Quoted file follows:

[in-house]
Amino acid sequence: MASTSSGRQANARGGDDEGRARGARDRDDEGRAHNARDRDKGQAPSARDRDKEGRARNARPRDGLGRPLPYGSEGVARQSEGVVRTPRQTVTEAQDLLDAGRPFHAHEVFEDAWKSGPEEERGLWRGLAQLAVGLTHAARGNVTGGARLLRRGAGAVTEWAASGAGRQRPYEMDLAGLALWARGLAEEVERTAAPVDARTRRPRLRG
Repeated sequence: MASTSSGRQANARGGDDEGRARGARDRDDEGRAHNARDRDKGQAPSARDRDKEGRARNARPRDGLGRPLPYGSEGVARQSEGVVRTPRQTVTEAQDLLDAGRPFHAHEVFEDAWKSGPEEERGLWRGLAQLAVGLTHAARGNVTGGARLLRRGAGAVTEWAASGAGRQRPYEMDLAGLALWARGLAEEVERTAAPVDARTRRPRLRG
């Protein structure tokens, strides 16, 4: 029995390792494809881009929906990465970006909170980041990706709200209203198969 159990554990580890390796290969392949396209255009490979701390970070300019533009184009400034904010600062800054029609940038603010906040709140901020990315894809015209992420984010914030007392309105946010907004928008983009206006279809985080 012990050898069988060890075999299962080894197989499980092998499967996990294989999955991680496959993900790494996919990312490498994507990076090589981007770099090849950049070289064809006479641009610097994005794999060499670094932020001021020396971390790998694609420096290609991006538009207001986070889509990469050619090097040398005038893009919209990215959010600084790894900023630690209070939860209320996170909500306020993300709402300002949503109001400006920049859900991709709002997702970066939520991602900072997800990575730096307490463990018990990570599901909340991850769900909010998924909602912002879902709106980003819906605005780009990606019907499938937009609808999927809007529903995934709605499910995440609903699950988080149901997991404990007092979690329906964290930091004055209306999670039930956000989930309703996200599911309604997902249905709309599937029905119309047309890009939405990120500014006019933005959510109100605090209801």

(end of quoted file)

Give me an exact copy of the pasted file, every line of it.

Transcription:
[in-house]
Amino acid sequence: MASTSSGRQANARGGDDEGRARGARDRDDEGRAHNARDRDKGQAPSARDRDKEGRARNARPRDGLGRPLPYGSEGVARQSEGVVRTPRQTVTEAQDLLDAGRPFHAHEVFEDAWKSGPEEERGLWRGLAQLAVGLTHAARGNVTGGARLLRRGAGAVTEWAASGAGRQRPYEMDLAGLALWARGLAEEVERTAAPVDARTRRPRLRG
Repeated sequence: MASTSSGRQANARGGDDEGRARGARDRDDEGRAHNARDRDKGQAPSARDRDKEGRARNARPRDGLGRPLPYGSEGVARQSEGVVRTPRQTVTEAQDLLDAGRPFHAHEVFEDAWKSGPEEERGLWRGLAQLAVGLTHAARGNVTGGARLLRRGAGAVTEWAASGAGRQRPYEMDLAGLALWARGLAEEVERTAAPVDARTRRPRLRG
């Protein structure tokens, strides 16, 4: 029995390792494809881009929906990465970006909170980041990706709200209203198969 159990554990580890390796290969392949396209255009490979701390970070300019533009184009400034904010600062800054029609940038603010906040709140901020990315894809015209992420984010914030007392309105946010907004928008983009206006279809985080 012990050898069988060890075999299962080894197989499980092998499967996990294989999955991680496959993900790494996919990312490498994507990076090589981007770099090849950049070289064809006479641009610097994005794999060499670094932020001021020396971390790998694609420096290609991006538009207001986070889509990469050619090097040398005038893009919209990215959010600084790894900023630690209070939860209320996170909500306020993300709402300002949503109001400006920049859900991709709002997702970066939520991602900072997800990575730096307490463990018990990570599901909340991850769900909010998924909602912002879902709106980003819906605005780009990606019907499938937009609808999927809007529903995934709605499910995440609903699950988080149901997991404990007092979690329906964290930091004055209306999670039930956000989930309703996200599911309604997902249905709309599937029905119309047309890009939405990120500014006019933005959510109100605090209801």